…. so lets nerd out today. With this post, I’ll turn the tables and ask your opinion about shirt interfacings; if you make button down shirts for men or women what is your preferred collar and cuff interfacing? I have never managed to get my head wrapped around selecting the right one. I’ve asked shirt makers, consulted books and have received different answers; the answers range from “any sturdy cotton in your stash” to “commercial fusible non-woven” and so on….
I just made this Italian cotton shirt for my handsome brother using Simplicity Pattern 8753 in the classic fit version.
With the impending task of applying interfacing to the collar, collar band and cuffs, I began to stress out. What interfacing should be used? I’ve made two men’s shirts before in chambray and a printed cotton where a non-woven fusible “shirt fuse” was used which was ok. This time I decided, I’ll give a non-fusible woven cotton a try. So here are views of the cotton basted in – it seemed softer than when I used the fusible, but was willing to try it. The end result was quite good but I couldn’t help wondering – is there another option?
Along came Janet Pray of Islander Sewing Systems and her live Facebook broadcast every Tuesday where she did a “shirt series” assisted by Jessica. You can catch the recordings on their Facebook page. I learned that “Light and Stable” was Janet’s favorite interfacing but that she had added two new favorites to the interfacing collection on the Islander website. They are Shirt Maker’s Choice Firm and Shirt Maker’s Choice Medium. Of course I bought a yard of each – because that is what one does. I am doing what Janet Pray does.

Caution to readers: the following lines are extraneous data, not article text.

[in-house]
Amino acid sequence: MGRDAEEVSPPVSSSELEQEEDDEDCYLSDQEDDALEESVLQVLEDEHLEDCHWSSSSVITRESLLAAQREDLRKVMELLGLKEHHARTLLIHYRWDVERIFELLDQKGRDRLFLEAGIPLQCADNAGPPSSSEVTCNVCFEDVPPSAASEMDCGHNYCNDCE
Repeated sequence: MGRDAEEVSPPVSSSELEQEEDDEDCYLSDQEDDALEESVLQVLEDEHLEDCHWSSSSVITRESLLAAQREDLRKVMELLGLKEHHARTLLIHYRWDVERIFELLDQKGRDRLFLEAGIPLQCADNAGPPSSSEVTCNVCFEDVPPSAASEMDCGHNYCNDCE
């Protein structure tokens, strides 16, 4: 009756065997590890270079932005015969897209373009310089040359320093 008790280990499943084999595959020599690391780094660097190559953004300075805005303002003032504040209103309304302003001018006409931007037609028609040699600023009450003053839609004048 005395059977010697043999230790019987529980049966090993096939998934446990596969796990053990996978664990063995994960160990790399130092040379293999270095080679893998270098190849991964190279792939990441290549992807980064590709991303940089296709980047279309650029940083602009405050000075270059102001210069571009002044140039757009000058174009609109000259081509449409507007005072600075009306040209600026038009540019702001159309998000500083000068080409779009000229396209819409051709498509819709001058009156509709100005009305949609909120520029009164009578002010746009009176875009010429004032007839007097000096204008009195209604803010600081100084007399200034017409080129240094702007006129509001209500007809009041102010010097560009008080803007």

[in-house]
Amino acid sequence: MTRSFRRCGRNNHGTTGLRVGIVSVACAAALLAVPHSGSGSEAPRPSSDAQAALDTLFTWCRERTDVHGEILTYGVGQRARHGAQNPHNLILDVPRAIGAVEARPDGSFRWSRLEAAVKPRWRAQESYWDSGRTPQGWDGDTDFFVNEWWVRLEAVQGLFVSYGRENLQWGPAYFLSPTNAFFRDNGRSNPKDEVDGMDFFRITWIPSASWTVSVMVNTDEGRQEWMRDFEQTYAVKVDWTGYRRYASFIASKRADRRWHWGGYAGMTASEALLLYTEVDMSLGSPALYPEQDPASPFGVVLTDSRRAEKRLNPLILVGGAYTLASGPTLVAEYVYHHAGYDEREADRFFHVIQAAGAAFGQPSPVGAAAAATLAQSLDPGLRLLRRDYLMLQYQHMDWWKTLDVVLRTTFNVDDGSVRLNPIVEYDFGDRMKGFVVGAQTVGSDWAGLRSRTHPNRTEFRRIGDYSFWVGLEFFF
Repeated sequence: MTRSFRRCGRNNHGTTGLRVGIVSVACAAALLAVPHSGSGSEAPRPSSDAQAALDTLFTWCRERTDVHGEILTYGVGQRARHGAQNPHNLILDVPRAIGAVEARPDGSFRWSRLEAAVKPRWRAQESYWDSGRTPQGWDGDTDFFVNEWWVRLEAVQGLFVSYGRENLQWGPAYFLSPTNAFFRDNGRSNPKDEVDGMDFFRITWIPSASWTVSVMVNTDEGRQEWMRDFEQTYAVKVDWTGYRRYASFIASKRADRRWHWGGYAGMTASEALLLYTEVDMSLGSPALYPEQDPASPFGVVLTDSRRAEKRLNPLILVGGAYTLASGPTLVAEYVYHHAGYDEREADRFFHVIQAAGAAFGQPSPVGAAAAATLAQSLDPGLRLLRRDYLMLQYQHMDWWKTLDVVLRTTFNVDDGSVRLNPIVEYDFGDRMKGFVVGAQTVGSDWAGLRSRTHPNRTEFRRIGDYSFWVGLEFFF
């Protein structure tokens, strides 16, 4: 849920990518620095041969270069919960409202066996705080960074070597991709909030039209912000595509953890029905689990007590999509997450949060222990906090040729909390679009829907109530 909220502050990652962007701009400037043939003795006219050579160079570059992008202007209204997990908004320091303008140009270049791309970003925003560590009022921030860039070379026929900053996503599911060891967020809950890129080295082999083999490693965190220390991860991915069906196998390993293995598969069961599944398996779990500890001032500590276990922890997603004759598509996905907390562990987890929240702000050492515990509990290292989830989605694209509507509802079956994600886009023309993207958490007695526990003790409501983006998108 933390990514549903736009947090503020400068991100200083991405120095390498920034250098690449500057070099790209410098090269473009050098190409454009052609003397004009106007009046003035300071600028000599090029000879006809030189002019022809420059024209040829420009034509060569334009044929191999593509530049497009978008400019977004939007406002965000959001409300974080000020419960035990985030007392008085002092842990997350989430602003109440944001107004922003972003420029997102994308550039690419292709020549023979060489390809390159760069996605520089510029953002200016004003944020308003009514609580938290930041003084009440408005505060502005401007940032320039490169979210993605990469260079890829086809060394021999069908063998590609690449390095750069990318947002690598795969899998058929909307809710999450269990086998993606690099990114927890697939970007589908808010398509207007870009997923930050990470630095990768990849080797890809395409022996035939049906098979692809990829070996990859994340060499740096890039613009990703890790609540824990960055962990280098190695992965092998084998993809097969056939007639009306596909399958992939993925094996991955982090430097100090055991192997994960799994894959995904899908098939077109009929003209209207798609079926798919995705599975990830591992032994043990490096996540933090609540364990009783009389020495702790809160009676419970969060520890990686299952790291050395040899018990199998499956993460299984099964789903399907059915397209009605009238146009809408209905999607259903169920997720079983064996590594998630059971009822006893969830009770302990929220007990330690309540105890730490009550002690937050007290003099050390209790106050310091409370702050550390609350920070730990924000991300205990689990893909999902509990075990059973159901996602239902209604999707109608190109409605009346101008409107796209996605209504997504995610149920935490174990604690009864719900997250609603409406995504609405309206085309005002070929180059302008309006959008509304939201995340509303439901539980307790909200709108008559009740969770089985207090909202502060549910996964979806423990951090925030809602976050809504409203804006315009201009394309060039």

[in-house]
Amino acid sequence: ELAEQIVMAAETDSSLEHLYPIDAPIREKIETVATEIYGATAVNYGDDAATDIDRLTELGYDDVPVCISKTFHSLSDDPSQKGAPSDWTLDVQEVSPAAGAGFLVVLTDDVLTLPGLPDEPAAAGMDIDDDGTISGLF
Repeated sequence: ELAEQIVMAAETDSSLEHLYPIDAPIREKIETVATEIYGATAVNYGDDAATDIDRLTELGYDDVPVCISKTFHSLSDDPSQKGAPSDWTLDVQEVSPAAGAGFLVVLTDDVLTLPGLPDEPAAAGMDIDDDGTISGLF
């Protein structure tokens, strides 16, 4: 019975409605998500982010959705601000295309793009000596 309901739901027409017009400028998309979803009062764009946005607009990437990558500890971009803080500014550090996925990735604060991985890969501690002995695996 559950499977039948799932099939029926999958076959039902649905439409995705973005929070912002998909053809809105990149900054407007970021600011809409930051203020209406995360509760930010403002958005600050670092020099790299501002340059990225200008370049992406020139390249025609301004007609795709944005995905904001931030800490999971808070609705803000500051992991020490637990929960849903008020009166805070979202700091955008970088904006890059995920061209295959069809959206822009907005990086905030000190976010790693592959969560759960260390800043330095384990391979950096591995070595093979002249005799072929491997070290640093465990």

Ok, shirtmakers, nerd out and start chiming in about your interfacing opinions. By the way, I’m a news junkie TV watcher, and have lately taken to observing shirt collars of male anchors and their guests. Some collars are extremely crisp (are they starched?) and others seem a little softer. Some collars meet perfectly in the centerfront above the necktie, while others have about ½ inch between collar ends. What’s up with these differences?
By the way, while we’re on the subject of button down shirts, I really like this one, made in the style of the commercial brand called “UnTuck It”. Other than a shorter length, what differences can you identify between the untucked and the meant-to-be-tucked shirt? Serious question. I think I’ll order this Islander pattern (keeping an eye out for the next sale) and give it a try.
Hey, men in my family, are you rolling your eyes (“here she goes again”)? Or are you excited about the prospect? Hmmm?